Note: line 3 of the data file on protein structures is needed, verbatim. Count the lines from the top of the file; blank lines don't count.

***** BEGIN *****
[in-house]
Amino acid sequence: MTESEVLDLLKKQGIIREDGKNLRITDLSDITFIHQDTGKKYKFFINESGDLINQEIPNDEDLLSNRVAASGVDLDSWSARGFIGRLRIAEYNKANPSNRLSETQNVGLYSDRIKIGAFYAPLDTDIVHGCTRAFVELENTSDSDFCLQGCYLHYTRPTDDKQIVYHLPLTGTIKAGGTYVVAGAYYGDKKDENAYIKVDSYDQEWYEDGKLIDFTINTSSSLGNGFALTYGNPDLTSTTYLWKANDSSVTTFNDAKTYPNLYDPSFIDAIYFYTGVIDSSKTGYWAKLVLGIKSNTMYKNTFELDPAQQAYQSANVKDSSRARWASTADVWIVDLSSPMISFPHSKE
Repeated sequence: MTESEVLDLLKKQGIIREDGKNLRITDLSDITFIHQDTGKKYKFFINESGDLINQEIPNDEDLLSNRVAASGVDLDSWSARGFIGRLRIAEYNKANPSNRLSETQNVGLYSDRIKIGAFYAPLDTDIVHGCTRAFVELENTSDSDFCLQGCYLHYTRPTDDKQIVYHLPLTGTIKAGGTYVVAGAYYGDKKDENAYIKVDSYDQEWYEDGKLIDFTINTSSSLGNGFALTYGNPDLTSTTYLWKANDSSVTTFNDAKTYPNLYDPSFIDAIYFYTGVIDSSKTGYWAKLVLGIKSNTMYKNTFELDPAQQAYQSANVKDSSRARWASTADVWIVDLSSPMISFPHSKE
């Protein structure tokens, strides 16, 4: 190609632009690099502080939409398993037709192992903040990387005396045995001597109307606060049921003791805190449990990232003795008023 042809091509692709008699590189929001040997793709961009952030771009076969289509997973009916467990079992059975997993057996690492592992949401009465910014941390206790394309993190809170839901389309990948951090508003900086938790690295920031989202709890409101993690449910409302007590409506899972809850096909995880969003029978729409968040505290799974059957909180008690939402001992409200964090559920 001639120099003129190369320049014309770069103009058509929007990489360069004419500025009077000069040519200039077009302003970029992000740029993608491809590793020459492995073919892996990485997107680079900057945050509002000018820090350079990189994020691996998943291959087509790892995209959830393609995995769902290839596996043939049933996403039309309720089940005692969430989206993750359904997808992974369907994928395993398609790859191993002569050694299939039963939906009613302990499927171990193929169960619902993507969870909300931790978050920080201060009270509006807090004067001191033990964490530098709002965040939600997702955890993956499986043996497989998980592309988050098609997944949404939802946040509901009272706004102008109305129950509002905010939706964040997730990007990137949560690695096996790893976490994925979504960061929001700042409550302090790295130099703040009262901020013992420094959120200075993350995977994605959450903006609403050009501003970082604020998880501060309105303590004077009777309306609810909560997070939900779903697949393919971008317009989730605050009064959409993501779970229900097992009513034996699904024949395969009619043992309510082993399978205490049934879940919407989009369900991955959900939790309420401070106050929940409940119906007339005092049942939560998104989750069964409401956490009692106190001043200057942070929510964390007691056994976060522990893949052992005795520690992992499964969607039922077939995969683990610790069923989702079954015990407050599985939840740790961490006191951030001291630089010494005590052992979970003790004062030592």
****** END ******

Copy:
Repeated sequence: MTESEVLDLLKKQGIIREDGKNLRITDLSDITFIHQDTGKKYKFFINESGDLINQEIPNDEDLLSNRVAASGVDLDSWSARGFIGRLRIAEYNKANPSNRLSETQNVGLYSDRIKIGAFYAPLDTDIVHGCTRAFVELENTSDSDFCLQGCYLHYTRPTDDKQIVYHLPLTGTIKAGGTYVVAGAYYGDKKDENAYIKVDSYDQEWYEDGKLIDFTINTSSSLGNGFALTYGNPDLTSTTYLWKANDSSVTTFNDAKTYPNLYDPSFIDAIYFYTGVIDSSKTGYWAKLVLGIKSNTMYKNTFELDPAQQAYQSANVKDSSRARWASTADVWIVDLSSPMISFPHSKE